Summary: Natural-abundance C nuclear magnetic resonance spectroscopy was used to study the patterns of accumulation of osmotically active internal solutes in five different fungi. Four xerophilic fungi ( and ), and one non-xerophilic fungal species () were grown at three different water activities ( ) on media containing sorbitol, glucose/fructose or NaCl as the controlling solute. Under all conditions studied, the major internal solutes detected in aqueous ethanol extracts of these fungi were simple polyhydric alcohols: glycerol, erythritol, arabitol and mannitol. The most important osmoregulatory solute accumulated by all species was glycerol. On the sorbitol and the glucose/fructose media, all five fungi were able to accumulate glycerol. However, when NaCl was used to control , only one species, was able to accumulate glycerol below 0.92 . Significant quantities of the controlling solutes were also present in the extracts.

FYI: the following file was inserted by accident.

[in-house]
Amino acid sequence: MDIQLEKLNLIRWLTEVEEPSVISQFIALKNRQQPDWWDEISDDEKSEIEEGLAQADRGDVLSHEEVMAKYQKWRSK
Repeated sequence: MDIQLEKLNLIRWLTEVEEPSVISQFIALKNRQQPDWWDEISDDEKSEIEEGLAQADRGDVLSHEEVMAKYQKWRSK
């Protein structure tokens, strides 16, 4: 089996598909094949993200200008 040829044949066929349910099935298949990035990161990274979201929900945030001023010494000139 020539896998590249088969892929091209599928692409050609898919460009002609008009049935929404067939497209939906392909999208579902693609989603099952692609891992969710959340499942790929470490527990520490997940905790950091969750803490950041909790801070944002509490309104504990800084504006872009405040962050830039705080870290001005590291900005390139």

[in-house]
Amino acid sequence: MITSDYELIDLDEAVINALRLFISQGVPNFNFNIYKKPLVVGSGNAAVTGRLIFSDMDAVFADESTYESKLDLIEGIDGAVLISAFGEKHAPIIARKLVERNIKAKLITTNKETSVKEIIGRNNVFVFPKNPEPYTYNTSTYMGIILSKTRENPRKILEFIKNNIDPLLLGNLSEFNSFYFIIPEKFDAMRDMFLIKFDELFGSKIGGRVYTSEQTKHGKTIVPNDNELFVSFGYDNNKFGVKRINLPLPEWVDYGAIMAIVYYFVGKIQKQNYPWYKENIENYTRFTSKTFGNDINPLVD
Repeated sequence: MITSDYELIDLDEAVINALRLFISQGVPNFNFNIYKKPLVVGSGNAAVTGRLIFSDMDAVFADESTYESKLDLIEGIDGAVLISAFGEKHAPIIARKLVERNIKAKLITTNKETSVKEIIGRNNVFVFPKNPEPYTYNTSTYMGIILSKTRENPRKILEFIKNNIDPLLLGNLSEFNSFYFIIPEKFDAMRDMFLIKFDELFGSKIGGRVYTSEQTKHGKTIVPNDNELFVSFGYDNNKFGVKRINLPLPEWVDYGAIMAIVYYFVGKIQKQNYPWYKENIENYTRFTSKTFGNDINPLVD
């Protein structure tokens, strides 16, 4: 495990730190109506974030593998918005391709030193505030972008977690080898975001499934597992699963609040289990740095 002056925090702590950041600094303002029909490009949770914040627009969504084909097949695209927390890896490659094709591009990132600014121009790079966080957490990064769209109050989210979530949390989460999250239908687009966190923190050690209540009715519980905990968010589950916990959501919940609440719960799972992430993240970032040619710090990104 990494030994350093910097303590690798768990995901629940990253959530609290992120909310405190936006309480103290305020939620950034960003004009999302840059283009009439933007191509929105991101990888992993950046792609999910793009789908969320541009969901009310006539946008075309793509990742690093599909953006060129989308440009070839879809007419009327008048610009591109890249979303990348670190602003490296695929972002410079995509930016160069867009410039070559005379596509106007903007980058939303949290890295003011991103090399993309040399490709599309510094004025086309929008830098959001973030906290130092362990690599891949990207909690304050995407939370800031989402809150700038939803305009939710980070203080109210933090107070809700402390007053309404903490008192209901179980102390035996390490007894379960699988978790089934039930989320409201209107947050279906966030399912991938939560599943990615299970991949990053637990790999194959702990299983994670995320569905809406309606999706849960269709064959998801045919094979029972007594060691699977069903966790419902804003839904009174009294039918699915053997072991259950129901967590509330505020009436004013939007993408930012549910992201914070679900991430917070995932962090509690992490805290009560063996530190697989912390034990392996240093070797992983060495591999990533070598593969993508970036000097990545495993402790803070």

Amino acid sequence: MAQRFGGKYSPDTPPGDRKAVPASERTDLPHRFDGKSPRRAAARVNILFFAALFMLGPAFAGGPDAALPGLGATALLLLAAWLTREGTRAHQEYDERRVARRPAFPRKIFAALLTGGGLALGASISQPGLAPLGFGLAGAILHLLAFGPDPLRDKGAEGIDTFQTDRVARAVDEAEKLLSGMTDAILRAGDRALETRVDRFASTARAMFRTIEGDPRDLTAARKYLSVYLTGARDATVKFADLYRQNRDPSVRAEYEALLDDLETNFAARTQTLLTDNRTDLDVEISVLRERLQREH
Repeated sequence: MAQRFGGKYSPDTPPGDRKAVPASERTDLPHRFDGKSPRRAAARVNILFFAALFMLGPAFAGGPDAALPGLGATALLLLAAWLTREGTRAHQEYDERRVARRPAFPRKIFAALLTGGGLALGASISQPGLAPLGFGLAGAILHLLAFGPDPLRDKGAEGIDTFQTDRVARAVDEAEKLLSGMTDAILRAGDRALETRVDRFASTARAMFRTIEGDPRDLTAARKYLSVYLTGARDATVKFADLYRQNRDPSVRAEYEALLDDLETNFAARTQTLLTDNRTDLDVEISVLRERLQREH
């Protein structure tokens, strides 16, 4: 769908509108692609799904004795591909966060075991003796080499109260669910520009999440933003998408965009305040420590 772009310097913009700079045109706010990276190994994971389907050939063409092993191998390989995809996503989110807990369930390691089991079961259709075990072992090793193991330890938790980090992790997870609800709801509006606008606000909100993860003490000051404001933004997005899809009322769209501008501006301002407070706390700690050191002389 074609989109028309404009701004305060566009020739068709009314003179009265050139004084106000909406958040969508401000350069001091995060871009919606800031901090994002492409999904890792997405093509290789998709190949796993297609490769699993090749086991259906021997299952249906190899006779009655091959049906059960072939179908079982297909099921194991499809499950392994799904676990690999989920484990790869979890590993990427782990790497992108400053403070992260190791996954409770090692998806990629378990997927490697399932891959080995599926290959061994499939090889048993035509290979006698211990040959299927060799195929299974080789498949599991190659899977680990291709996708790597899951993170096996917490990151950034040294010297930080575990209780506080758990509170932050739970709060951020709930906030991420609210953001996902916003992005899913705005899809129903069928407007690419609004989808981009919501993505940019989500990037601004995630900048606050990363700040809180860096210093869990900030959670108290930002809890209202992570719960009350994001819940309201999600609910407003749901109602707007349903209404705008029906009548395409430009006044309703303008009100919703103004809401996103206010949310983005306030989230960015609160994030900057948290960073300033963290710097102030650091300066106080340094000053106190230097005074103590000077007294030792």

When intact mycelia of were examined by NMR, resonances of all the major internal solutes were clearly discernible, although they were not as well resolved as those from the fungal extracts. Relaxation measurements showed that the solutes were relatively mobile inside the cells.


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